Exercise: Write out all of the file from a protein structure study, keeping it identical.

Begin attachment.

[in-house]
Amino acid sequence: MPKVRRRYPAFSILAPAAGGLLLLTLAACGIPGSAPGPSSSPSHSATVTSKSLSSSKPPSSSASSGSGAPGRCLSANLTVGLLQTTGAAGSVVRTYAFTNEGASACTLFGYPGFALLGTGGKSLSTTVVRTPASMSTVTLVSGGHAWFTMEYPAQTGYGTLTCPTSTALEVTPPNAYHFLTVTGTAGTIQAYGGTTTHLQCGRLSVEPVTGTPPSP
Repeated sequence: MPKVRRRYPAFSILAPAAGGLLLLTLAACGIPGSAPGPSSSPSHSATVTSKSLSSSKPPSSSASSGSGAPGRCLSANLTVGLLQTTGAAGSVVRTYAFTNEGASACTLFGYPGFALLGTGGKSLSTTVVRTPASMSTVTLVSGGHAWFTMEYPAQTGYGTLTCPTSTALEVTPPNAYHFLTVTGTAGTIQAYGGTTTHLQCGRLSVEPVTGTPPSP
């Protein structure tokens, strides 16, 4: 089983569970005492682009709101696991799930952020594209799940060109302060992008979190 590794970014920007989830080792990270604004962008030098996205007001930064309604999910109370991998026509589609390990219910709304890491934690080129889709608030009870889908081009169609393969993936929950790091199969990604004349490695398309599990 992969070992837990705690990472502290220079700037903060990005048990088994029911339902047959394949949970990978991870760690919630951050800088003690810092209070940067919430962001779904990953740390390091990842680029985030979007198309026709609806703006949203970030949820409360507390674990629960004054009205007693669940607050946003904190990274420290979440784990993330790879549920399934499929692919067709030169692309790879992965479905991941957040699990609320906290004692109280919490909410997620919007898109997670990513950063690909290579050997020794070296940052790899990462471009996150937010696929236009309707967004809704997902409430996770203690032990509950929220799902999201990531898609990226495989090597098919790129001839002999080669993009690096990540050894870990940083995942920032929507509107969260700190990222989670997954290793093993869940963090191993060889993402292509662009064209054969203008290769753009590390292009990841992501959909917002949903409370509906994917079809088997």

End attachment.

[in-house]
Amino acid sequence: MPKVRRRYPAFSILAPAAGGLLLLTLAACGIPGSAPGPSSSPSHSATVTSKSLSSSKPPSSSASSGSGAPGRCLSANLTVGLLQTTGAAGSVVRTYAFTNEGASACTLFGYPGFALLGTGGKSLSTTVVRTPASMSTVTLVSGGHAWFTMEYPAQTGYGTLTCPTSTALEVTPPNAYHFLTVTGTAGTIQAYGGTTTHLQCGRLSVEPVTGTPPSP
Repeated sequence: MPKVRRRYPAFSILAPAAGGLLLLTLAACGIPGSAPGPSSSPSHSATVTSKSLSSSKPPSSSASSGSGAPGRCLSANLTVGLLQTTGAAGSVVRTYAFTNEGASACTLFGYPGFALLGTGGKSLSTTVVRTPASMSTVTLVSGGHAWFTMEYPAQTGYGTLTCPTSTALEVTPPNAYHFLTVTGTAGTIQAYGGTTTHLQCGRLSVEPVTGTPPSP
């Protein structure tokens, strides 16, 4: 089983569970005492682009709101696991799930952020594209799940060109302060992008979190 590794970014920007989830080792990270604004962008030098996205007001930064309604999910109370991998026509589609390990219910709304890491934690080129889709608030009870889908081009169609393969993936929950790091199969990604004349490695398309599990 992969070992837990705690990472502290220079700037903060990005048990088994029911339902047959394949949970990978991870760690919630951050800088003690810092209070940067919430962001779904990953740390390091990842680029985030979007198309026709609806703006949203970030949820409360507390674990629960004054009205007693669940607050946003904190990274420290979440784990993330790879549920399934499929692919067709030169692309790879992965479905991941957040699990609320906290004692109280919490909410997620919007898109997670990513950063690909290579050997020794070296940052790899990462471009996150937010696929236009309707967004809704997902409430996770203690032990509950929220799902999201990531898609990226495989090597098919790129001839002999080669993009690096990540050894870990940083995942920032929507509107969260700190990222989670997954290793093993869940963090191993060889993402292509662009064209054969203008290769753009590390292009990841992501959909917002949903409370509906994917079809088997």